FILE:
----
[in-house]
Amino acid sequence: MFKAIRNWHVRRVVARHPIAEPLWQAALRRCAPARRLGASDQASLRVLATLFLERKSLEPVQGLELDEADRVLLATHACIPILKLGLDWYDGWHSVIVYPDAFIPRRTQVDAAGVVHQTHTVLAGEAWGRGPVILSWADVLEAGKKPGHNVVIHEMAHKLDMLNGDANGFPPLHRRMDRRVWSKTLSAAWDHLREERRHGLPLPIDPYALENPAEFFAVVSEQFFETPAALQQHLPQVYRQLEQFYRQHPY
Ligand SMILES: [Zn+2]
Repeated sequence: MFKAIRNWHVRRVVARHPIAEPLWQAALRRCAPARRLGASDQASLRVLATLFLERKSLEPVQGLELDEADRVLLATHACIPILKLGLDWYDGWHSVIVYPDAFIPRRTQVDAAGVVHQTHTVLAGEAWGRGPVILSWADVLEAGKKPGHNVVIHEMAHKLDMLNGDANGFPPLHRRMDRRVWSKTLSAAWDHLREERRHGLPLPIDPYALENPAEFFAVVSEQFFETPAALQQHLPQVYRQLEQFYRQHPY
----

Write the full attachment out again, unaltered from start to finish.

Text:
[in-house]
Amino acid sequence: MFKAIRNWHVRRVVARHPIAEPLWQAALRRCAPARRLGASDQASLRVLATLFLERKSLEPVQGLELDEADRVLLATHACIPILKLGLDWYDGWHSVIVYPDAFIPRRTQVDAAGVVHQTHTVLAGEAWGRGPVILSWADVLEAGKKPGHNVVIHEMAHKLDMLNGDANGFPPLHRRMDRRVWSKTLSAAWDHLREERRHGLPLPIDPYALENPAEFFAVVSEQFFETPAALQQHLPQVYRQLEQFYRQHPY
Ligand SMILES: [Zn+2]
Repeated sequence: MFKAIRNWHVRRVVARHPIAEPLWQAALRRCAPARRLGASDQASLRVLATLFLERKSLEPVQGLELDEADRVLLATHACIPILKLGLDWYDGWHSVIVYPDAFIPRRTQVDAAGVVHQTHTVLAGEAWGRGPVILSWADVLEAGKKPGHNVVIHEMAHKLDMLNGDANGFPPLHRRMDRRVWSKTLSAAWDHLREERRHGLPLPIDPYALENPAEFFAVVSEQFFETPAALQQHLPQVYRQLEQFYRQHPY